Pedagogies of the possible
Webster University Geneva, Switzerland
This talk will focus on the ways in which possibilities are being cultivated or, on the contrary, hindered in the process of schooling. The notion of pedagogies of the possible refers, in this context, to those forms of education that make us sensitive to differences in perspective and cultivate reflective dialogues among them. In proposing this notion, I am building on the psychology and philosophy of a diverse group of thinkers, from Lev Vygotsky and John Dewey to Paulo Freire and Jerome Bruner. I argue that possibility should be placed at the centre of education and discuss the many opportunities but also the challenges associated with developing such pedagogies inside and outside the classroom.
Why and How to Evaluate Mathematical Creativity in Primary School?
Catholic University of Louvain (UCL); Belgium
Mathematical creativity is considered an essential skill for research. In this presentation, we will present several arguments for the development of mathematical creativity in primary school. To value mathematical creativity in primary school, it’s important to evaluate it. Measuring students' mathematical creativity in a standardized way should provide useful information to administrators and teachers in their classrooms. This information should be used to adapt curricula and teaching methods to promote the development of creative thinking in mathematics. But how to conduct a valid assessment of the mathematical creativity of primary students? From the example of the computerized test we developed, we will discuss the main methodological and metric issues raised by this evaluation.
Thinking Outside the Disciplines: Interdisciplinarity and Creativity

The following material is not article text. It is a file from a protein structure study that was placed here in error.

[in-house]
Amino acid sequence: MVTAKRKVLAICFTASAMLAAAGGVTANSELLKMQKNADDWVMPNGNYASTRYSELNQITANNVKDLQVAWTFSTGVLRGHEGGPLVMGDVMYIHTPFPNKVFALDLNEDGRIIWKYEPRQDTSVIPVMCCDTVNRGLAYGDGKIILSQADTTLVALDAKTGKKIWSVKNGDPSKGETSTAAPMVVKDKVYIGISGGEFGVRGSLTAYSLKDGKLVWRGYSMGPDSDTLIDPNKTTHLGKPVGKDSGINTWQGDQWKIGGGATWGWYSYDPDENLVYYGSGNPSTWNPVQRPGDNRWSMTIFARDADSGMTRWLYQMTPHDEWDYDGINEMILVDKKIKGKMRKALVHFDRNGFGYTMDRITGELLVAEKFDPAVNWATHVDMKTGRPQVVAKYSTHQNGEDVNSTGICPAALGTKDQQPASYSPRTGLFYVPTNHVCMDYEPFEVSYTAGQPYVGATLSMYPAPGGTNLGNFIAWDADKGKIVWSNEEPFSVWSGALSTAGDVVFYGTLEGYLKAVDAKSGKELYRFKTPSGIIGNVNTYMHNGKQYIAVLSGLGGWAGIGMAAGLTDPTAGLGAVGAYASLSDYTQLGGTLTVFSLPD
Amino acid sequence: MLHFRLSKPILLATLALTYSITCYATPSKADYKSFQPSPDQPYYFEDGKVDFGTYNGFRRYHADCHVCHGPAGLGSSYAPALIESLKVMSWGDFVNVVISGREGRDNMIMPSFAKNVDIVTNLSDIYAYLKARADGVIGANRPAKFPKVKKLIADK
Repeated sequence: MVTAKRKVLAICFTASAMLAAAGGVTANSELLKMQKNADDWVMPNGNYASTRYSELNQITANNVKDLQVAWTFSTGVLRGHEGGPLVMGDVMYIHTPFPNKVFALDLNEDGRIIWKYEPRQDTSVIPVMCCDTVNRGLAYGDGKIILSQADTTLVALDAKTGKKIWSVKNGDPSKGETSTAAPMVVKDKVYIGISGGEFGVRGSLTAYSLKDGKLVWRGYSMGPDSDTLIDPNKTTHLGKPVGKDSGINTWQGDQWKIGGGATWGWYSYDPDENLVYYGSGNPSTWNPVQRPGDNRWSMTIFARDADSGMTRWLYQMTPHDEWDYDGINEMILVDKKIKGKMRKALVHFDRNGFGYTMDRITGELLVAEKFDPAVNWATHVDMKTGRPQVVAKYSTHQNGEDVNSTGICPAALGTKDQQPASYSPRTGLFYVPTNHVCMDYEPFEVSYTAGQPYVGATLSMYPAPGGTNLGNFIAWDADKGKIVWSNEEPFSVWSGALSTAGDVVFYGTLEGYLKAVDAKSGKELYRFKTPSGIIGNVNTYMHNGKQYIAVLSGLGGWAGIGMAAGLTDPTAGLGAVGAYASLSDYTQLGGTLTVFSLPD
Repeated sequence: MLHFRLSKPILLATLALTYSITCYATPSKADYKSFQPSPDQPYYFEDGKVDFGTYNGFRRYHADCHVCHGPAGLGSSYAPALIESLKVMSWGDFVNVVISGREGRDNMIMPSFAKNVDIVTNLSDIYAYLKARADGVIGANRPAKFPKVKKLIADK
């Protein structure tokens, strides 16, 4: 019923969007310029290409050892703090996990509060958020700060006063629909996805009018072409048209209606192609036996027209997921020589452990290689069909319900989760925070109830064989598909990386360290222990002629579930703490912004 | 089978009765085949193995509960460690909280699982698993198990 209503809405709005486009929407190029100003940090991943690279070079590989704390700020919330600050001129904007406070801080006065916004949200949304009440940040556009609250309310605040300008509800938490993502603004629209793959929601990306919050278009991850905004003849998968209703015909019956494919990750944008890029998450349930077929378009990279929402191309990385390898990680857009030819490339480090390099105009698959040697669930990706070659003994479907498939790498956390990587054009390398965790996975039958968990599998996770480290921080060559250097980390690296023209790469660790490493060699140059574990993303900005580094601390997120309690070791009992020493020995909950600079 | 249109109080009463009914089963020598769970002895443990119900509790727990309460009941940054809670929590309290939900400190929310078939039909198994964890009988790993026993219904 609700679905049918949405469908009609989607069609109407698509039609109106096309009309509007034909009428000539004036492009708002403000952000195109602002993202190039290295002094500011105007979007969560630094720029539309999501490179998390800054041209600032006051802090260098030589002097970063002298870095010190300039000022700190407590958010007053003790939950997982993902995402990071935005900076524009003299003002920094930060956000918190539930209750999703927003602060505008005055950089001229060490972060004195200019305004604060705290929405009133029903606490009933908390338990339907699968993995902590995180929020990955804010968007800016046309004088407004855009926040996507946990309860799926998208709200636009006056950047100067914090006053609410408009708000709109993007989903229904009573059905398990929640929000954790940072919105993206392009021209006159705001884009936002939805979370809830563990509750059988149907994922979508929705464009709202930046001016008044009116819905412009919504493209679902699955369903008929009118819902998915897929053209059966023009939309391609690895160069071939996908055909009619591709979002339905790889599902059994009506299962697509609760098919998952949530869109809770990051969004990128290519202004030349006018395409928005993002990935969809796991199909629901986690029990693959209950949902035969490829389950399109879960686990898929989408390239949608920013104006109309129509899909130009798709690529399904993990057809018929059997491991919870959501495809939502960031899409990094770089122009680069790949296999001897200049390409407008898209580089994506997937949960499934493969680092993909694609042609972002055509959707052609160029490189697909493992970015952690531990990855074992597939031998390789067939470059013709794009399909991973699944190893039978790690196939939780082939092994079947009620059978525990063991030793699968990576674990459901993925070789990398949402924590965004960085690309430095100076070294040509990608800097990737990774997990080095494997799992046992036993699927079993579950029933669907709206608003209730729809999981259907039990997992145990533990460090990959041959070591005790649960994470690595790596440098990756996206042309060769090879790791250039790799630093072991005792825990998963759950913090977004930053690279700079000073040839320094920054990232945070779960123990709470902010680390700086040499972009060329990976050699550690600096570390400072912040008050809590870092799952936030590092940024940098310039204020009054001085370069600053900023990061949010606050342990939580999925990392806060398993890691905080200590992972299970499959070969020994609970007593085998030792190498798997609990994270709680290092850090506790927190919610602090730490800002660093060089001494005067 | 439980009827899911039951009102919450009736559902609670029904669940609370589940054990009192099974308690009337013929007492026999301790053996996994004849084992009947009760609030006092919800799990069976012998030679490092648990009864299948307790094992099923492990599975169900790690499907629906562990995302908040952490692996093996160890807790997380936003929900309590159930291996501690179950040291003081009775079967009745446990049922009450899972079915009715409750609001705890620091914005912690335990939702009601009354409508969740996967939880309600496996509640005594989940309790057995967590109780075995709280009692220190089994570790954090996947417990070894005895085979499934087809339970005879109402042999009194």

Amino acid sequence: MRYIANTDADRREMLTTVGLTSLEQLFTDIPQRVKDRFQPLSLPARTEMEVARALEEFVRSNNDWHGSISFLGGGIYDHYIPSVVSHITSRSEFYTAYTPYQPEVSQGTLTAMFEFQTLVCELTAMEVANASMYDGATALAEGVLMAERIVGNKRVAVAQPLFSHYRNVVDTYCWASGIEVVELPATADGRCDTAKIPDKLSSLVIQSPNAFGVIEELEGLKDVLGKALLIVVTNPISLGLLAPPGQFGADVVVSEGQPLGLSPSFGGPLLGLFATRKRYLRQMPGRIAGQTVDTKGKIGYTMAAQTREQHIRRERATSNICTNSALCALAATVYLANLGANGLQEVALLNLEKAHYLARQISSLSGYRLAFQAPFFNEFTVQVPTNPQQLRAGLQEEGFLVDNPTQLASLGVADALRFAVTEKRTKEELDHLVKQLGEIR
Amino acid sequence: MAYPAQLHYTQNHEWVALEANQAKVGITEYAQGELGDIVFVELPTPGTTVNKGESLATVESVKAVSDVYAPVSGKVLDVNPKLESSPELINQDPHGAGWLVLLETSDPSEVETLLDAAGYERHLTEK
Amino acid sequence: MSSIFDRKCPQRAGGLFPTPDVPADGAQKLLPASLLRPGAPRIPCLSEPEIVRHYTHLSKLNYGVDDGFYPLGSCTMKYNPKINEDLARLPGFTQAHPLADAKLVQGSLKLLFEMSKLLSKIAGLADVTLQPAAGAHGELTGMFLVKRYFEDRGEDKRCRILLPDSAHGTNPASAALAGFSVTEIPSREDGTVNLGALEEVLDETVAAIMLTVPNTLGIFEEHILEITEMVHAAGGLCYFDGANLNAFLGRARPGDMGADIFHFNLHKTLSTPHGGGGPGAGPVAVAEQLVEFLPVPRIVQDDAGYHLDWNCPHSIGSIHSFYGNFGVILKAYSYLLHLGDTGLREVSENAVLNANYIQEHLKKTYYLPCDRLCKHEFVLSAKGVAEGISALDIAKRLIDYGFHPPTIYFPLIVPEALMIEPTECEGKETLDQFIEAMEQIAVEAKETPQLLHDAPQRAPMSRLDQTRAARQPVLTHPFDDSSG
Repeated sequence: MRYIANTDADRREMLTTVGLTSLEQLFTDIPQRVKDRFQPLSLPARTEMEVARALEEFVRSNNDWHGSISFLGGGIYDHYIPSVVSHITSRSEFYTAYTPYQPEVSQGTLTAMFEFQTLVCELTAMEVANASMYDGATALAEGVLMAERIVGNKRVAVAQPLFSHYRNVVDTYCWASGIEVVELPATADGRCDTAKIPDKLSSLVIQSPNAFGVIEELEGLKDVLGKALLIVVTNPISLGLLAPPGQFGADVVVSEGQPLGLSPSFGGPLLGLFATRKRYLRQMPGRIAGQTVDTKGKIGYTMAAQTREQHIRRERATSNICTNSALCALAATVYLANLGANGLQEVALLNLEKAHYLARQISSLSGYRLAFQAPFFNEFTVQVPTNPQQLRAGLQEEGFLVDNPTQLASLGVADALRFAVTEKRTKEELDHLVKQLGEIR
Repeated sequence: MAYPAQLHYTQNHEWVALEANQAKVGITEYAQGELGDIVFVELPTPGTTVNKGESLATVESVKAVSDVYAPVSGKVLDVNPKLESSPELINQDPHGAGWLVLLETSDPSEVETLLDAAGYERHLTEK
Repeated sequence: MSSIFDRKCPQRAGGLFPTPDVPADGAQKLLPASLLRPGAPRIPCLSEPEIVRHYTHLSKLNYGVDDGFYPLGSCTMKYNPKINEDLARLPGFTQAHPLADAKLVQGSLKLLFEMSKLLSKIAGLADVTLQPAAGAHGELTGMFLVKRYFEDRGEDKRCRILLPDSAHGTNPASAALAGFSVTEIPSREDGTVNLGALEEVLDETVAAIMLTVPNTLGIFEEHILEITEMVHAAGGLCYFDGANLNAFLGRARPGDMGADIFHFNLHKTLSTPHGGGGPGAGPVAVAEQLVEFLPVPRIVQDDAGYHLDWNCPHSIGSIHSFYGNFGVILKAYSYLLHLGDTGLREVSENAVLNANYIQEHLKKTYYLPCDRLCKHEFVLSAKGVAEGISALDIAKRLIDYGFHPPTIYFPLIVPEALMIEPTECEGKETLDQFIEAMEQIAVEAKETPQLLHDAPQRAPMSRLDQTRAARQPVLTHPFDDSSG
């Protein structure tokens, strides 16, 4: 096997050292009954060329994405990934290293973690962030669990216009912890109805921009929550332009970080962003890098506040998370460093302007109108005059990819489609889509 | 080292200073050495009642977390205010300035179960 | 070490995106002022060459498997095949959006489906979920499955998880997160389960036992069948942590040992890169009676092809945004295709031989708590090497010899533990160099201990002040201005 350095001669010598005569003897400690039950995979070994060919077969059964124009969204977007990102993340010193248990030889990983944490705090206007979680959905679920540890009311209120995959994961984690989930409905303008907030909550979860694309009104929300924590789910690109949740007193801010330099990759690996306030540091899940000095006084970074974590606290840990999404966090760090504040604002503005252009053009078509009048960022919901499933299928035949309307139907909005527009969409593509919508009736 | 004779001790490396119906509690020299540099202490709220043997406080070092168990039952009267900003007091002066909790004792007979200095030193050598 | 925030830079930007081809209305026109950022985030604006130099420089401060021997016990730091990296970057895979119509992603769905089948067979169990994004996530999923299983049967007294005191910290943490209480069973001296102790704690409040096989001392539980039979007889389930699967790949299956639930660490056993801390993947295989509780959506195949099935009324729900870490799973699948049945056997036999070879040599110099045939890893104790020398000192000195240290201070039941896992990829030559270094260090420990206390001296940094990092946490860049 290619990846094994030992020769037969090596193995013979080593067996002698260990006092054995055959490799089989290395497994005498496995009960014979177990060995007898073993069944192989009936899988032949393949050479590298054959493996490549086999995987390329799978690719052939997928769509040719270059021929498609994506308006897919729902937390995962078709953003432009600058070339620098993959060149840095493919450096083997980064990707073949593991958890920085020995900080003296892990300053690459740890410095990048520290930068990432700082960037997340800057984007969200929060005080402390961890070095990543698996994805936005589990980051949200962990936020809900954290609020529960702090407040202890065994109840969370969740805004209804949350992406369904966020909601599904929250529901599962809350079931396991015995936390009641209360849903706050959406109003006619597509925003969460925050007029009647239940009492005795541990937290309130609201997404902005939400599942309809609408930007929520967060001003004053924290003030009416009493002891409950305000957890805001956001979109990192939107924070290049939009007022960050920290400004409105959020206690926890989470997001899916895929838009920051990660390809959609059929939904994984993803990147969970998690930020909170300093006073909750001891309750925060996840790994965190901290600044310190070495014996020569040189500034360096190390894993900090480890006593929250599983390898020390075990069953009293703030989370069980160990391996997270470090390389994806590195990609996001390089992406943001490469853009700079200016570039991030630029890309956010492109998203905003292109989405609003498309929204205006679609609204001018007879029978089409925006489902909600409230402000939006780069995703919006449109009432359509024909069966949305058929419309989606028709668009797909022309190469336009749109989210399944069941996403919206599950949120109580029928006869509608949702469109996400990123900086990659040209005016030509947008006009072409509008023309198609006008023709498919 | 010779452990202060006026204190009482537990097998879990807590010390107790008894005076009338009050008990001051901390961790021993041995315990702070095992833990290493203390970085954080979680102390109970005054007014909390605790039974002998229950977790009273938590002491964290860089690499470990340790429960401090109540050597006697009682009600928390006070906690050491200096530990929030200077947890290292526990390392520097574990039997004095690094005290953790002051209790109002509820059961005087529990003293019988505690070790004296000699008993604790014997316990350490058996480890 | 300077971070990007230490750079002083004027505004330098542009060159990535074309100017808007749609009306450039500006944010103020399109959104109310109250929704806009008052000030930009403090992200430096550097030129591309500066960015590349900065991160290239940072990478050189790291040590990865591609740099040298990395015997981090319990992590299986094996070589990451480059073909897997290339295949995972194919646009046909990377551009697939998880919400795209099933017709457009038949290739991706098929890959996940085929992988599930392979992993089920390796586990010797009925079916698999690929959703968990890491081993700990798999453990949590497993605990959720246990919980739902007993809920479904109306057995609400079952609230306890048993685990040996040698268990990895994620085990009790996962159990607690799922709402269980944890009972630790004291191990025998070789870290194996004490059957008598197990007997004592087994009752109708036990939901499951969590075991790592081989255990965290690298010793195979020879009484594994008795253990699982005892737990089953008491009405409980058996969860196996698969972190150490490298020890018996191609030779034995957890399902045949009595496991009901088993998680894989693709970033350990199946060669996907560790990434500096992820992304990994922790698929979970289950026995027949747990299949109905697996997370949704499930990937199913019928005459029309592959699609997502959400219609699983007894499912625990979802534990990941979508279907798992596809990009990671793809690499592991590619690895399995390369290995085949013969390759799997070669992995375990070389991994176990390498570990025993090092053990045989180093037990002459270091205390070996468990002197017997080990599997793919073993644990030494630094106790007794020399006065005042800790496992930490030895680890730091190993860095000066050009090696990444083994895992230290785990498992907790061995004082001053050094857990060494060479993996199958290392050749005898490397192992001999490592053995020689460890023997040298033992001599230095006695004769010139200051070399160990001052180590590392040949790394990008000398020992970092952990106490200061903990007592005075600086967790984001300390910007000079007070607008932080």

Center for Children’s Rights Studies , University of Geneva, Switzerland
Considering the urgent and wicked problems of our time – climate change, political, financial, social crises, bio-eco-technological transformations, artificial intelligence, etc. – mobilizes the explanatory and comprehension power of multiple disciplinary perspectives on these complex issues, while highlighting their limits or even their impossibility to propose a more global and integrated understanding. From the life and natural sciences to humanities and social sciences, the organization of knowledge in disjointed disciplines requires today a complementary inter- and transdisciplinary vision, in order to establish links between disciplines and reorganize them in a both creative and scientific, social and cultural innovation perspective. This lecture will draw on the progress of inter- and transdisciplinary research to define the main concepts that structure it and show the interweaving between interdisciplinary and creativity studies. It will also address the abilities and even the cognitive and pragmatic skills required for researchers and practitioners who venture out of marked pathways supporting the transformation of scientific and professional fields.
ADHD: Disorder or Gift?
Ken and Andrea McCluskey
University of Winnipeg, Canada